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You can find the specific Tauri code in the /src-tauri directory, which contains the tauri.conf.json file to configure Tauri itself. You can look at the file create tauri-app has been generated so we can get an idea of ​​how it works and find more details here. Listing 1 contains a small portion of the Tauri configuration code.

Listing 1. A snippet of the Tauri configuration

  "build": {
    "beforeDevCommand": "yarn dev",
    "beforeBuildCommand": "yarn build",
    "devPath": "http://localhost:1420",
    "distDir": "../build",
    "withGlobalTauri": false

In Listing 1, you can see that the configuration tells Tauri what to do before running a build, which is basically: use yarn dev to start the web app in development mode, then tell it where the app is running (localhost on port 1420).

For a video guide on developing native web-powered apps with Tauri, check out Tauri, a Rust-powered Electron alternative. Also see the Tauri guides for more information on how to manually set up a Tauri project.

Native calls from JavaScript

Tauri allows you to bind JavaScript calls to native functionality in Rust. The basic idea is to expose a Rust function as a Tauri command (in the src-tauri/src/ file), then Tauri makes it available as a JavaScript function that you can run in your web application. Here’s a quick look at the Tauri documentation:

Listing 2. Using a native JavaScript command

// In src-tauri/src/
fn my_custom_command() {
 println!("I was invoked from JS!");
// register the command:
fn main() {
   .expect("failed to run app");

// In your JavaScript
import { invoke } from '@tauri-apps/api/tauri'
const invoke = window.__TAURI__.invoke


Listing 2 shows the basic outlines of using a native JavaScript command. There’s a lot more to the capability, but overall, it’s a good means of linking a web application to the operating system.

Tauri under the hood: Rust and WebViews

You should now have a general idea of ​​how Tauri is presented together with the web application. The great thing about Tauri is the communication between the two components, which in Tauri is known as inter-process communication. Essentially, the two apps are isolated sandboxes that exchange messages. There are two types of messages: events and commands. Events are bi-directional, with a specific format that the Tauri JavaScript or TypeScript client uses to interact with the Tauri server.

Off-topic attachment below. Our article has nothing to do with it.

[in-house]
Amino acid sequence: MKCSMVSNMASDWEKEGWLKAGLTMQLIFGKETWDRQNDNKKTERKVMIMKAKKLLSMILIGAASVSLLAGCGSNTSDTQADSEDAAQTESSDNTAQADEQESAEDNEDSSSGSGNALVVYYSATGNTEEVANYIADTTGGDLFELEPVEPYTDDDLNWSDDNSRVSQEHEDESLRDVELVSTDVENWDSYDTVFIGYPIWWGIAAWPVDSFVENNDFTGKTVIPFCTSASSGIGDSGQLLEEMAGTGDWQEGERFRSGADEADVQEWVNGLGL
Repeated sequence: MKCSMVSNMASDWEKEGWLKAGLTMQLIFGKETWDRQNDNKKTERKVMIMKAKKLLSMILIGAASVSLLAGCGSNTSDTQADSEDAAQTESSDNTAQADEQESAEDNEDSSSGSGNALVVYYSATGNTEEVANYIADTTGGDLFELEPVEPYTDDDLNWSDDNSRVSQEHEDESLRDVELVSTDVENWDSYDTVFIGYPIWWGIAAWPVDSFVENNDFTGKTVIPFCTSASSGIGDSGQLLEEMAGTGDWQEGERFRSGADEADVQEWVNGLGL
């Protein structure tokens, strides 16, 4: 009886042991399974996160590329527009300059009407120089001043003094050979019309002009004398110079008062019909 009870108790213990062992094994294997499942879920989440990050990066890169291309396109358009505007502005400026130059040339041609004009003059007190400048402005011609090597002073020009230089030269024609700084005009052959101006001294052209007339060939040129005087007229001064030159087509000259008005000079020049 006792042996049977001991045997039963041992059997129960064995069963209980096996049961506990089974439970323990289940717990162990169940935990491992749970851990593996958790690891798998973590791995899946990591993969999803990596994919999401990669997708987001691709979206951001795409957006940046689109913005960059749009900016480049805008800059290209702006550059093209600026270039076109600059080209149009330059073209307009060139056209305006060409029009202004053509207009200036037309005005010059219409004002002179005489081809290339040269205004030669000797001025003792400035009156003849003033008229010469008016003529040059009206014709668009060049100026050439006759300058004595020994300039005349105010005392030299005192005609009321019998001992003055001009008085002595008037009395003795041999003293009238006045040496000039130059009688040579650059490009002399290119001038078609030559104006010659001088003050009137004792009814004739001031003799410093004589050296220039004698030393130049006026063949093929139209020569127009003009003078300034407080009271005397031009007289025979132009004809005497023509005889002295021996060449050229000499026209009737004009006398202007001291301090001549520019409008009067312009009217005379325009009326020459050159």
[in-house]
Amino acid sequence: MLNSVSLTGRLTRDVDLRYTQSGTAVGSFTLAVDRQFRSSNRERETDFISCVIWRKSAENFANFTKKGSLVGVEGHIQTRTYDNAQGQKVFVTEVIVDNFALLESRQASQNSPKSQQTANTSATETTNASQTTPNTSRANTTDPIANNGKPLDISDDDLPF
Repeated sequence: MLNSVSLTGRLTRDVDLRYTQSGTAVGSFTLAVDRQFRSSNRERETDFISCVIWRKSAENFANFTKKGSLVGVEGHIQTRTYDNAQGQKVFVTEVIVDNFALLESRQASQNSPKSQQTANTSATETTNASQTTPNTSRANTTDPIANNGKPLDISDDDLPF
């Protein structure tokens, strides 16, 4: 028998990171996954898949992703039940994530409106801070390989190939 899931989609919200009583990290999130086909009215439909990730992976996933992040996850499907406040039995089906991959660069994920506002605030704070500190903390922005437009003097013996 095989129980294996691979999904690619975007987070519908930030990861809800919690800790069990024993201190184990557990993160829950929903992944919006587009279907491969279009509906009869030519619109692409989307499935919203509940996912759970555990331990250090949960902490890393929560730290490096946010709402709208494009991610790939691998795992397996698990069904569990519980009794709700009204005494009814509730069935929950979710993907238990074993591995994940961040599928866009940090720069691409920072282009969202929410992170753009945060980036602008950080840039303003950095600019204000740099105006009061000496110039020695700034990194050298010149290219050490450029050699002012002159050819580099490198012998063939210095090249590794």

The command protocol overlaps the event protocol. The command protocol is always initiated by the client-side application and works like a request and response interaction. It’s something like a remotely negotiated external function interface, via JSON-RPC (so the data should always be JSON serializable). It is not a true external function interface in the sense that all calls to the operating system are mediated by the remote procedure call, thus mitigating many of the security risks.

Tauri uses both Rust and WebViews to generate the native user interface. WebViews provide Tauri with a standardized and well-understood foundation from which to build the rest of its functionality. WebViews are native to the operating system, allowing for better performance than a secondary layer like Chromium.

Tauri uses a multi-threaded model for responsive user interface management. Essentially, Tauri spawns processes as needed to handle incoming commands and events from the client application. The Tauri main process creates threads with the specific permissions required. Each process has a lifetime dedicated solely to the job at hand.

Here is more information on how WebViews work. You can also check out the Tauri project on GitHub for Tauri’s Rust-based custom WebView engine. To get an idea of ​​how much goes on behind the scenes with Tauri, take a deep dive into Tauri’s architecture.


Tauri is a framework similar to Electron and React Native. Each has its pros and cons, but the rapid adoption of Tauri by developers indicates that it’s doing a few things right. The decision to use native WebViews and Rust pays dividends in performance. Tauri is certainly a strong contender for new projects as well as existing web applications that need to be able to generate a native application.

Copyright © 2023 IDG Communications, Inc.